May 06 10 - 12:06am
Carrie

Wow. That was seriously a brave thing to do with your mom and you both deserve medals. I remember when I was sixteen watching "Unbearable Lightness of Being" with my parents and had to walk out after 5 minutes, saying I could not watch it with them in the room. That was over 20 years ago, and I still can't imagine ever watching it with them.

May 06 10 - 2:53am
Jonathon Moxon

Your mom looks like a hot lesbian.

More mother torture to be found here: http://notes-from-mother.blogspot.com

May 06 10 - 10:25pm
Eric

I remember watching The Ice Storm with family. Fortunately my grandmother got bored and left in the beginning.

May 07 10 - 2:12pm
Katie

Oh man. I could never watch Shortbus with my family, despite it being one of my favourites ever. They were good enough to watch Hedwig with me and actually make an effort to enjoy it. However, my dad is a HUGE Sook-Yin Lee fan. She was almost fired from CBC radio, where she has a really awesome show, because of her involvement in this project. My dad thought that was completely fucked up. "Jesus Christ, it's just sex." were his words. Go team dad.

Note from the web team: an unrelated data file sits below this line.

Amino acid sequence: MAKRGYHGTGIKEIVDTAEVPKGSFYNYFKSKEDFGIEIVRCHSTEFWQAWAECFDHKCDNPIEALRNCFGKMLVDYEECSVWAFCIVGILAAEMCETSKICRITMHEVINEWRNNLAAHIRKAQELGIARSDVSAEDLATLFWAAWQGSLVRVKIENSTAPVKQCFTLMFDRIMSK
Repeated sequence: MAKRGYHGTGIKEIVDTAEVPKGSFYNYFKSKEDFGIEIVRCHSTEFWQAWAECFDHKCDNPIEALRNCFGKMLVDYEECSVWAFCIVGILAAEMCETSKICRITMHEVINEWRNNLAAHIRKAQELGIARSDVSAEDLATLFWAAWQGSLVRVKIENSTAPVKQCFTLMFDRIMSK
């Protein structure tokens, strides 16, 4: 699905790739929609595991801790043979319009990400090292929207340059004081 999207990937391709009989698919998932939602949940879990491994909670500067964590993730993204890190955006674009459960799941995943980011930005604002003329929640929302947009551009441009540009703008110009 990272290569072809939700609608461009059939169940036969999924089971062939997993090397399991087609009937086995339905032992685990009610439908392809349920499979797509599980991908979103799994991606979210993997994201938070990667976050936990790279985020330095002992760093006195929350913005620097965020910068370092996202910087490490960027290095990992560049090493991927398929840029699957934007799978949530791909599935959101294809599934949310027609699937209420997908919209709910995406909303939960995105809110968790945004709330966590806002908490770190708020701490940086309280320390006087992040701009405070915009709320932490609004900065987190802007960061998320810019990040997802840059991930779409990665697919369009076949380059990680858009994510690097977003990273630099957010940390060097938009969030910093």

May 26 10 - 11:22pm
:)

I can't even imagine, I watched this at home and kept thinking "I should close the blinds". Yeesh.

Jun 02 10 - 11:14am
MRNORTON

Okay to be fair when my brother discovered that I was watching SatC he e-mailed my dad to tell him that he was "concerned" about me, his twenty year old sister...I couldn't even let them see the boxes let alone watch the show, I wish I could watch it with my mom because I think she'd like it.

So yeah, I'm not the puritan...

Jun 05 11 - 8:26am
Steve

My mom wanted to watch Spanking the Monkey with me because she thought it was about a nice mother/son relationship. I had to talk her out of it without bringing up the real reason why we shouldn't watch it...

Oct 31 11 - 7:15pm
A Guy

I just puked a little bit in my mouth.